Two distance memories in desert ants - modes of interaction
CITATION: Wolf, H., Wittlinger, M. & Pfeffer, S. H. 2018. Two distance memories in desert ants - modes of interaction. PLoS ONE, 13(10):e0204664, doi:10.1371/journal.pone.0204664.
The original publication is available at https://journals.plos.org/plosone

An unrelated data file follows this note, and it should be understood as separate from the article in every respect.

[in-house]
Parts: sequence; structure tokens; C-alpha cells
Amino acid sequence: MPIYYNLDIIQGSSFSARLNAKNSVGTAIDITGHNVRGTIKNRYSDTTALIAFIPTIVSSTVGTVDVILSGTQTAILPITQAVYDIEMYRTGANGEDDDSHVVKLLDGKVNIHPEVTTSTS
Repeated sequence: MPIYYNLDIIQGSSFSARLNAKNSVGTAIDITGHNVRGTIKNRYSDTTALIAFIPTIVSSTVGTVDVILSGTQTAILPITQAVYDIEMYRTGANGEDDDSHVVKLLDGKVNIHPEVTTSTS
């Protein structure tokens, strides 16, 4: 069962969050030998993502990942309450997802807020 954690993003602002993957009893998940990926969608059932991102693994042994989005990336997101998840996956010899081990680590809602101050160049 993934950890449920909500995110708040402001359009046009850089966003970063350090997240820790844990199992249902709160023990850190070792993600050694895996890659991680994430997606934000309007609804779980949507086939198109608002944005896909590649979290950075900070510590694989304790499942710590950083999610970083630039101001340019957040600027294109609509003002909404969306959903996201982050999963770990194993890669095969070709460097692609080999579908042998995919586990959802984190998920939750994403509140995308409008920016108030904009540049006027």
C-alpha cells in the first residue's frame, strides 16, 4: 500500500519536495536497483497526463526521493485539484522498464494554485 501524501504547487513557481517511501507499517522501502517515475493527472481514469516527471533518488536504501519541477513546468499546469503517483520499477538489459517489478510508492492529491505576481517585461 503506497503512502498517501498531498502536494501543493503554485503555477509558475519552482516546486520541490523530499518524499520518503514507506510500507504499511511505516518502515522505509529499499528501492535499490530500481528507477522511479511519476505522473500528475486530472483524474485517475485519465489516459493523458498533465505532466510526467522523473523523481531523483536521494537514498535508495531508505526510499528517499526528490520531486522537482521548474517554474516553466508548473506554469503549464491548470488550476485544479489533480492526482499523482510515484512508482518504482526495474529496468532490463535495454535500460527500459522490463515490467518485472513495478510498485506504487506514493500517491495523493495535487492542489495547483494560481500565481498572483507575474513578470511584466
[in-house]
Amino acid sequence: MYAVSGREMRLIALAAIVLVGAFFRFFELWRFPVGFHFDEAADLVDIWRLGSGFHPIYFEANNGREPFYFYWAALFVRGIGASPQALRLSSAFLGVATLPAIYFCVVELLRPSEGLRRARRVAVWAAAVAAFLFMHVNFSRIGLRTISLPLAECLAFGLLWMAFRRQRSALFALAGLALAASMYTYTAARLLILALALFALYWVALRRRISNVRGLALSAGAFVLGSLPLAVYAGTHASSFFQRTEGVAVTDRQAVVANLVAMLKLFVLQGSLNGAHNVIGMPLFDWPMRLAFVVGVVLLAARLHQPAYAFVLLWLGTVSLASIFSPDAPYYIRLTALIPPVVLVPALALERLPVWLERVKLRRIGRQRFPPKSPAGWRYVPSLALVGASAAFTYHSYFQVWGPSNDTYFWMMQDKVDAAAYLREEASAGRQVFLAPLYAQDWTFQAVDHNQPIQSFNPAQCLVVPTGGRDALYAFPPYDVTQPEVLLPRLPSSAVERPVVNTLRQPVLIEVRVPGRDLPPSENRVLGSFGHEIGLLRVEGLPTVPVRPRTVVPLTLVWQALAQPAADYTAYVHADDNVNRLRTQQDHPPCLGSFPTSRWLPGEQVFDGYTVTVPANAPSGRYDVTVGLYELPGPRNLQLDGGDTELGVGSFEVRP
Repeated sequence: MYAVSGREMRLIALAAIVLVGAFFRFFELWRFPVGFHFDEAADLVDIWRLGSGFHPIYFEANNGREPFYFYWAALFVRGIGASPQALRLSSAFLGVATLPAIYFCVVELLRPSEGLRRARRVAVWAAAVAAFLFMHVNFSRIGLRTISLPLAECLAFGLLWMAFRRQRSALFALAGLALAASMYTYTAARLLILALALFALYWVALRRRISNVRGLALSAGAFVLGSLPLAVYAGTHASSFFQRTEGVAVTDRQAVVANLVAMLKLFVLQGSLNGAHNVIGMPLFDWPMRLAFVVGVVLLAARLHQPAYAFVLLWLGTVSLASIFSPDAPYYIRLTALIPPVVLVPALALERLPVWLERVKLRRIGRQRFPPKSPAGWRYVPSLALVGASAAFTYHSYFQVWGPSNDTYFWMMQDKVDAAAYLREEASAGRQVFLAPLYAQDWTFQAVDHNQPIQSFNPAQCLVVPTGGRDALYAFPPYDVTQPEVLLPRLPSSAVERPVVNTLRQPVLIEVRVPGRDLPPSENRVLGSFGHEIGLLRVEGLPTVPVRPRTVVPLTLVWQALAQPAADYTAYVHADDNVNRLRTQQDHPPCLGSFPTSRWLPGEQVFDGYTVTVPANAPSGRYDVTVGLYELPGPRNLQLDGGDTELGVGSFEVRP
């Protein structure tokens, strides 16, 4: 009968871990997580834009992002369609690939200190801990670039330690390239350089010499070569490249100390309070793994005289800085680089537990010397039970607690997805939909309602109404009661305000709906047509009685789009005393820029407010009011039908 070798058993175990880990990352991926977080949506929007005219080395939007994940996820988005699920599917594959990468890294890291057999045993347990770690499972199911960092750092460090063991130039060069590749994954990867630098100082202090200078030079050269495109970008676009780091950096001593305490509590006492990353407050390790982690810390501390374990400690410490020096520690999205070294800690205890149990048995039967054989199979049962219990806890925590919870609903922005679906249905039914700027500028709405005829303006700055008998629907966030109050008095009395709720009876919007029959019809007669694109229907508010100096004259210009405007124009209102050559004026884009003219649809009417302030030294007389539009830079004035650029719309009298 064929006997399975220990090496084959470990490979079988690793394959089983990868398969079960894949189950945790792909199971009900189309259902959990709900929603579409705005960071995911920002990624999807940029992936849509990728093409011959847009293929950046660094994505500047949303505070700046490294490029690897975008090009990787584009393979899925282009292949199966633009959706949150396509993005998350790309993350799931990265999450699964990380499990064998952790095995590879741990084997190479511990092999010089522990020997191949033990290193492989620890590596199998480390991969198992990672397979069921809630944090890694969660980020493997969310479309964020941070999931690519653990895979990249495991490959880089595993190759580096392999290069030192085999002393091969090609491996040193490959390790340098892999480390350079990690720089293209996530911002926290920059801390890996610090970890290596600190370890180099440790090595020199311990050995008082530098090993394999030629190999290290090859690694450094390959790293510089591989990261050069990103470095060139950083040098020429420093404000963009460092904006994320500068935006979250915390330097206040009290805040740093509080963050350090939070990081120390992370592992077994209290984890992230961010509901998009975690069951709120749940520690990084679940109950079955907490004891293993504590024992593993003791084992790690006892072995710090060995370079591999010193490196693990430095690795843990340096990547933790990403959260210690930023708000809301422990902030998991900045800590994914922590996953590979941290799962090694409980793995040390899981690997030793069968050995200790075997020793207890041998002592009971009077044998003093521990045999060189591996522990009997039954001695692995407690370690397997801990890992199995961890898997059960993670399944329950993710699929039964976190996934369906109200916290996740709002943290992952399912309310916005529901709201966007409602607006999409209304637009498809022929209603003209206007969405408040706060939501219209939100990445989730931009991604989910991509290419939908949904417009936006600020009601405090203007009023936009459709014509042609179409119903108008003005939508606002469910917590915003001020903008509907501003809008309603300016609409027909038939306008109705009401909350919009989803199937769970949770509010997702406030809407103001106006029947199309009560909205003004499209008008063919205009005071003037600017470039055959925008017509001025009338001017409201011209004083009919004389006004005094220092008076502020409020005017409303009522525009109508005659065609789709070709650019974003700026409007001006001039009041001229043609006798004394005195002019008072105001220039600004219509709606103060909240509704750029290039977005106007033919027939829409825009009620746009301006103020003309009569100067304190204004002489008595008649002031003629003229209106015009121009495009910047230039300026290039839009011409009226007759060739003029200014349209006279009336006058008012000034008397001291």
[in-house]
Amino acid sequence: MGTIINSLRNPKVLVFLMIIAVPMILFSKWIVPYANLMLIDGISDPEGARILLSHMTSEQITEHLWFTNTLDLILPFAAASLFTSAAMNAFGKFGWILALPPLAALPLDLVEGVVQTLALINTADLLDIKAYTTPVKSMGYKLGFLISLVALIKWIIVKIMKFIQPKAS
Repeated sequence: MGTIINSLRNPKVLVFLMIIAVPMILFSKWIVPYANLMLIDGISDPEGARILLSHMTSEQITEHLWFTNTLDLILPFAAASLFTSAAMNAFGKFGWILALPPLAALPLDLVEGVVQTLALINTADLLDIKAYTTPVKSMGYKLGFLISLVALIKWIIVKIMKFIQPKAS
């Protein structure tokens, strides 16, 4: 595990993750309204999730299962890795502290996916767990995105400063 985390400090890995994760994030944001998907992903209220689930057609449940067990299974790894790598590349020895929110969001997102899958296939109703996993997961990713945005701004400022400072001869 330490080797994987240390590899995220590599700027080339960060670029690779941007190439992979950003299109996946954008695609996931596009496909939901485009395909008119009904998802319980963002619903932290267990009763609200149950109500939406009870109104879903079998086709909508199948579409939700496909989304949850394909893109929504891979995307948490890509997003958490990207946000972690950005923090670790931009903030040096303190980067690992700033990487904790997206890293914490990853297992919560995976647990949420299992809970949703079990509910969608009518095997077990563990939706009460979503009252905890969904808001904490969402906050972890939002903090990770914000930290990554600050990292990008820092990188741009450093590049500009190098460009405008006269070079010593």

Navigation plays an essential role for many animals leading a mobile mode of life, and for central place foragers in particular. One important prerequisite for navigation is the ability to estimate distances covered during locomotion. It has been shown that Cataglyphis desert ants, well-established model organisms in insect navigation, use two odometer mechanisms, namely, stride and optic flow integration. Although both mechanisms are well established, their mode of interaction to build one odometer output remains enigmatic. We tackle this problem by selectively covering the ventral eye parts in Cataglyphis fortis foragers, the eye regions responsible for optic flow input in odometry. Exclusion of optic flow cues was implemented during different sections of outbound and inbound travel. This demonstrated that the two odometers have separate distance memories that interact in determining homing distance. Possible interpretations posit that the two odometer memories (i) take on different relative weights according to context or (ii) compete in a winner-take-all mode. Explanatory values and implications of such interpretations are discussed. We are able to provide a rough quantitative assessment of odometer cue interaction. An understanding of the interaction of different odometer mechanisms appears valuable not only for animal navigation research but may inform discussions on sensor fusion in both behavioural contexts and potential technical applications.